Genus

FS

Cumulative percentage (%)

RUNNEL

 September 2007

Epsilonematidae gen.

1A

25.68

Xyala sp 2

1B

33.17

Chromadorita

2A

38.94

Xyala sp 1

1B

44.41

Richtersia

1B

49.08

Metachromadora

2B

53.13

 March 2008

Xyalidae gen.

1B

15.73

Chromadorina

2A

25.30

Chromadorita

2A

34.31

Epsilonematidae gen.

1A

41.17

Pomponema

2A

46.37

Metachromadora

2B

51.15

SANDBAR

 September 2007

Epsilonematidae gen.

1A

36.34

Praeacanthonchus

2A

44.98

Desmodora sp 1

2A

50.94

 March 2008

Epsilonematidae gen.

1A

38.75

Chromadorina

2A

55.53

Environmental variables had a significant influence on the structure of the nematode community, indicated by significant correlations between faunal and environmental variables (RELATE analysis: September 2007: ρ = 0.42, p = 0.001; March 2008: ρ = 0.464, p = 0.001). Accordingly, organic matter content was higher in runnels; however, the difference was significant only in September (2007: t = 2.785, p = 0.0095; March 2008: t = 1.878, p = 0.072; Fig. 2c). Chlorophyll a content was significantly higher in runnels in both seasons (September 2007: t = 3.749, p = 0.0008; March 2008: t = 3.133, p = 0.004; Fig. 2d). On the other hand, there was no significant difference in mean grain size between runnels and sandbars (September 2007: t = −0.079, p = 0.94; March 2008: t = 0.344, p = 0.73; Fig. 2b).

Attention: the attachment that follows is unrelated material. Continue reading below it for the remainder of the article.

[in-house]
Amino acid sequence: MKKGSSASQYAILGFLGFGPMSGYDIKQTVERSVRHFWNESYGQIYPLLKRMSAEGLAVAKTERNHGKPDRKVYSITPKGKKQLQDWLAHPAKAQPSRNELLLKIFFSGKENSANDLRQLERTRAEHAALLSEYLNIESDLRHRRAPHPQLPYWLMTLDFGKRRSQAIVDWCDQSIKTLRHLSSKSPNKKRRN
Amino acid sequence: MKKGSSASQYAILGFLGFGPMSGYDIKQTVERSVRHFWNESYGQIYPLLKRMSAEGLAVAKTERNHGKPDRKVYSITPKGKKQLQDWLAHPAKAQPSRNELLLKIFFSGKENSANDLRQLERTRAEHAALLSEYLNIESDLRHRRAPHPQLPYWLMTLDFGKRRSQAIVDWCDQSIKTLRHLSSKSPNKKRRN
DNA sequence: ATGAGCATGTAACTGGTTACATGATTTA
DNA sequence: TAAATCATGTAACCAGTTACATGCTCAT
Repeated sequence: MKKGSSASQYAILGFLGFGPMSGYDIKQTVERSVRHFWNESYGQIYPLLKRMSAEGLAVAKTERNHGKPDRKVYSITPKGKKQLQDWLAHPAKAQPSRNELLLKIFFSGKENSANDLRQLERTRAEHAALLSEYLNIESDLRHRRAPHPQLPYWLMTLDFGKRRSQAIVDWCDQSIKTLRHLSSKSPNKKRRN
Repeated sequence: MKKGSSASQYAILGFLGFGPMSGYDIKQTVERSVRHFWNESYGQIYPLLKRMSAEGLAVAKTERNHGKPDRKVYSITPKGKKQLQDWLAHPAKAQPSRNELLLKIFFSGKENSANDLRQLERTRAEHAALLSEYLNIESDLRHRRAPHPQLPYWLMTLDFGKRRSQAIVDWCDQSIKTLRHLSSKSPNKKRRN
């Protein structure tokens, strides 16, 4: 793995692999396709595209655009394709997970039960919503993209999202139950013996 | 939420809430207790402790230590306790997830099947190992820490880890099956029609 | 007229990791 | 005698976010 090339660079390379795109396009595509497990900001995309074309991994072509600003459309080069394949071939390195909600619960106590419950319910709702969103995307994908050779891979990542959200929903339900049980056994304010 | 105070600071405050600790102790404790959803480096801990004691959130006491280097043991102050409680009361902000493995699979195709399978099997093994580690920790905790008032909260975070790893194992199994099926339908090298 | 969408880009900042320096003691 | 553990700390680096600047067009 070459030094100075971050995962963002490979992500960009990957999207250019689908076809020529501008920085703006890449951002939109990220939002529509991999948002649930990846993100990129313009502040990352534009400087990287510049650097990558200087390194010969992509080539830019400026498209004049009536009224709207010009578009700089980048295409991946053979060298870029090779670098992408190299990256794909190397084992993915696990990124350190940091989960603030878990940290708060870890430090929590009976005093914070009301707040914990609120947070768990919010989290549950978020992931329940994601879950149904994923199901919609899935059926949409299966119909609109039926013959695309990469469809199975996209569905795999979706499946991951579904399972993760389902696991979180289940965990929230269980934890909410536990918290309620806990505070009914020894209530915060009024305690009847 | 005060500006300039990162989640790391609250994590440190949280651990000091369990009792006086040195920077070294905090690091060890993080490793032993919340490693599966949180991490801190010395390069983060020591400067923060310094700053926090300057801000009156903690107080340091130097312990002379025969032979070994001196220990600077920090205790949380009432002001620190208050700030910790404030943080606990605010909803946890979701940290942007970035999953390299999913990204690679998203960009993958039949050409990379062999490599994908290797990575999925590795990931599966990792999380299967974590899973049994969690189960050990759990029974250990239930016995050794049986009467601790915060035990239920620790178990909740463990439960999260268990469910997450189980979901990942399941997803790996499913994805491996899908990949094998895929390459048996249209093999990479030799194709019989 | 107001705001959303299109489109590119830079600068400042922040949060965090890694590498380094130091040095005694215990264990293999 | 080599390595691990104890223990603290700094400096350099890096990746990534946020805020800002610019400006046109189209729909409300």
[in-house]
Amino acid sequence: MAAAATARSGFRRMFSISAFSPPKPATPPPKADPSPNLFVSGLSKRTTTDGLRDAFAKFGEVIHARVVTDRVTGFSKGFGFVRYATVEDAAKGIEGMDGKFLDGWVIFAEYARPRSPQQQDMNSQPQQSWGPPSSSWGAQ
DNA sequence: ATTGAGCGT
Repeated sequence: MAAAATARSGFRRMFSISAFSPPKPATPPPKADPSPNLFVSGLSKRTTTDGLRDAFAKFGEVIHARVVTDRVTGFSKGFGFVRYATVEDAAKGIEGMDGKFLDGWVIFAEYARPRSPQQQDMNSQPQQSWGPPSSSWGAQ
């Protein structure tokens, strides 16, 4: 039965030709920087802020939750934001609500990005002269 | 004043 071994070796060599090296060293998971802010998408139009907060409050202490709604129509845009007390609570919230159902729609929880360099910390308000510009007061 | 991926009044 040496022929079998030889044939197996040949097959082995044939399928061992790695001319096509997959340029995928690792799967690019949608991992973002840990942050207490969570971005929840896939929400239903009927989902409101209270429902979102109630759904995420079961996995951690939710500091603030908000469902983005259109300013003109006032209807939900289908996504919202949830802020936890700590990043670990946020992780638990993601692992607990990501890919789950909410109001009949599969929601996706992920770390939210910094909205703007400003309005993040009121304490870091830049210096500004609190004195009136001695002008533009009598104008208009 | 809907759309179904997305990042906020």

Intertidal runnels possessed a different faunal composition from station 1, based on SIMPER analyses between station 1 and higher intertidal runnels. Station 1 is located at the transition line between the sub- and intertidal region. Higher intertidal runnels comprised a large number of genera that did not contribute to the similarity within station 1 (September 2007: 14/28 [50%]; March 2008: 19/34 [56%]). The contribution of the top discriminating genera for each runnel suggested a “dilution effect”, in which typical nematodes of station 1 were replaced by new taxa toward the higher beach. This is reflected in the higher dissimilarity values of runnels relative to station 1 with increasing distance from the sea (Table 2).
Table 2

Presence of the top 90% discriminating genera across the intertidal

 

Station 1

Runnel 3

Runnel 5

Runnel 7

Runnel 9

September 2007

 Dissimilarity